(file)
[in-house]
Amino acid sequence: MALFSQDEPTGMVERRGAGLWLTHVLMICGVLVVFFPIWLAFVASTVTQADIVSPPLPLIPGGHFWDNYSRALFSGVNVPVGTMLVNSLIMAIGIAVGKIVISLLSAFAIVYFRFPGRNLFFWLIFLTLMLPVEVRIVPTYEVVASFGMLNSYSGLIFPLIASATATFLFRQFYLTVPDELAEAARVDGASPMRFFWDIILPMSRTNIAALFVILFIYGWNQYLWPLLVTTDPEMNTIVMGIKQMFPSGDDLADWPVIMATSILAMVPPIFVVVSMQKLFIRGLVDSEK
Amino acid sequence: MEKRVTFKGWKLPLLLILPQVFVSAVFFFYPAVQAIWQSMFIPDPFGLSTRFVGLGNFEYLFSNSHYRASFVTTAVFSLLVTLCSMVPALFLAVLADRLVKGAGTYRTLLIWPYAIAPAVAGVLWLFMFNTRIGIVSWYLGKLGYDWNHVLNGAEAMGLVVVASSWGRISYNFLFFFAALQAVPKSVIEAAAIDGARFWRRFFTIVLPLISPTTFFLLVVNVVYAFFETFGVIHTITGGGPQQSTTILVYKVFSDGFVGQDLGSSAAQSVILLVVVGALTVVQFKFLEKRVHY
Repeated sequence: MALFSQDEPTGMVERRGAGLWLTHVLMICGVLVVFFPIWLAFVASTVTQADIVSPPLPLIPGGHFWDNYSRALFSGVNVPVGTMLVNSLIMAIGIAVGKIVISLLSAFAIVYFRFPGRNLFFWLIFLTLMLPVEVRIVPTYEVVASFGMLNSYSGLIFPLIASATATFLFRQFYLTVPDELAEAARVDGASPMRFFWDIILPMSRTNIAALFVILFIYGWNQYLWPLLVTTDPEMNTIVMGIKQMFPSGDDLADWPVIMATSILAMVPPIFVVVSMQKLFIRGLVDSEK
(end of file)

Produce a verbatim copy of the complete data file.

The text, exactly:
[in-house]
Amino acid sequence: MALFSQDEPTGMVERRGAGLWLTHVLMICGVLVVFFPIWLAFVASTVTQADIVSPPLPLIPGGHFWDNYSRALFSGVNVPVGTMLVNSLIMAIGIAVGKIVISLLSAFAIVYFRFPGRNLFFWLIFLTLMLPVEVRIVPTYEVVASFGMLNSYSGLIFPLIASATATFLFRQFYLTVPDELAEAARVDGASPMRFFWDIILPMSRTNIAALFVILFIYGWNQYLWPLLVTTDPEMNTIVMGIKQMFPSGDDLADWPVIMATSILAMVPPIFVVVSMQKLFIRGLVDSEK
Amino acid sequence: MEKRVTFKGWKLPLLLILPQVFVSAVFFFYPAVQAIWQSMFIPDPFGLSTRFVGLGNFEYLFSNSHYRASFVTTAVFSLLVTLCSMVPALFLAVLADRLVKGAGTYRTLLIWPYAIAPAVAGVLWLFMFNTRIGIVSWYLGKLGYDWNHVLNGAEAMGLVVVASSWGRISYNFLFFFAALQAVPKSVIEAAAIDGARFWRRFFTIVLPLISPTTFFLLVVNVVYAFFETFGVIHTITGGGPQQSTTILVYKVFSDGFVGQDLGSSAAQSVILLVVVGALTVVQFKFLEKRVHY
Repeated sequence: MALFSQDEPTGMVERRGAGLWLTHVLMICGVLVVFFPIWLAFVASTVTQADIVSPPLPLIPGGHFWDNYSRALFSGVNVPVGTMLVNSLIMAIGIAVGKIVISLLSAFAIVYFRFPGRNLFFWLIFLTLMLPVEVRIVPTYEVVASFGMLNSYSGLIFPLIASATATFLFRQFYLTVPDELAEAARVDGASPMRFFWDIILPMSRTNIAALFVILFIYGWNQYLWPLLVTTDPEMNTIVMGIKQMFPSGDDLADWPVIMATSILAMVPPIFVVVSMQKLFIRGLVDSEK